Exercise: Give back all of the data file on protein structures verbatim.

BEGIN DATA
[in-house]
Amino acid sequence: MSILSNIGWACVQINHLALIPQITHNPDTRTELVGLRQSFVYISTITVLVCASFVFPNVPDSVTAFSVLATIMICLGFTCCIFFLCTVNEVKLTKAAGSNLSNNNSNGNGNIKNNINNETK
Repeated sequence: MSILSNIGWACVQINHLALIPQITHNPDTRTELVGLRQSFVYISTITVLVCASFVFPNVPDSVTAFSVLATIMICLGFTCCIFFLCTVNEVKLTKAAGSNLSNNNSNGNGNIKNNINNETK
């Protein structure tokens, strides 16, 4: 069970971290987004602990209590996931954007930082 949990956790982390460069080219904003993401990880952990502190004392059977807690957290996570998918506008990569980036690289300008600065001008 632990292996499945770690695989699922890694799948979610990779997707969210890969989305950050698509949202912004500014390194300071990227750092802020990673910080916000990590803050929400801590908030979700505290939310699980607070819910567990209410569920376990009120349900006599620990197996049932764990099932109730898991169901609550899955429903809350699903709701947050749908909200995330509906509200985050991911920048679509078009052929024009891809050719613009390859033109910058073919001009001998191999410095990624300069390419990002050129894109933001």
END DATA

[in-house]
Amino acid sequence: MSILSNIGWACVQINHLALIPQITHNPDTRTELVGLRQSFVYISTITVLVCASFVFPNVPDSVTAFSVLATIMICLGFTCCIFFLCTVNEVKLTKAAGSNLSNNNSNGNGNIKNNINNETK
Repeated sequence: MSILSNIGWACVQINHLALIPQITHNPDTRTELVGLRQSFVYISTITVLVCASFVFPNVPDSVTAFSVLATIMICLGFTCCIFFLCTVNEVKLTKAAGSNLSNNNSNGNGNIKNNINNETK
């Protein structure tokens, strides 16, 4: 069970971290987004602990209590996931954007930082 949990956790982390460069080219904003993401990880952990502190004392059977807690957290996570998918506008990569980036690289300008600065001008 632990292996499945770690695989699922890694799948979610990779997707969210890969989305950050698509949202912004500014390194300071990227750092802020990673910080916000990590803050929400801590908030979700505290939310699980607070819910567990209410569920376990009120349900006599620990197996049932764990099932109730898991169901609550899955429903809350699903709701947050749908909200995330509906509200985050991911920048679509078009052929024009891809050719613009390859033109910058073919001009001998191999410095990624300069390419990002050129894109933001």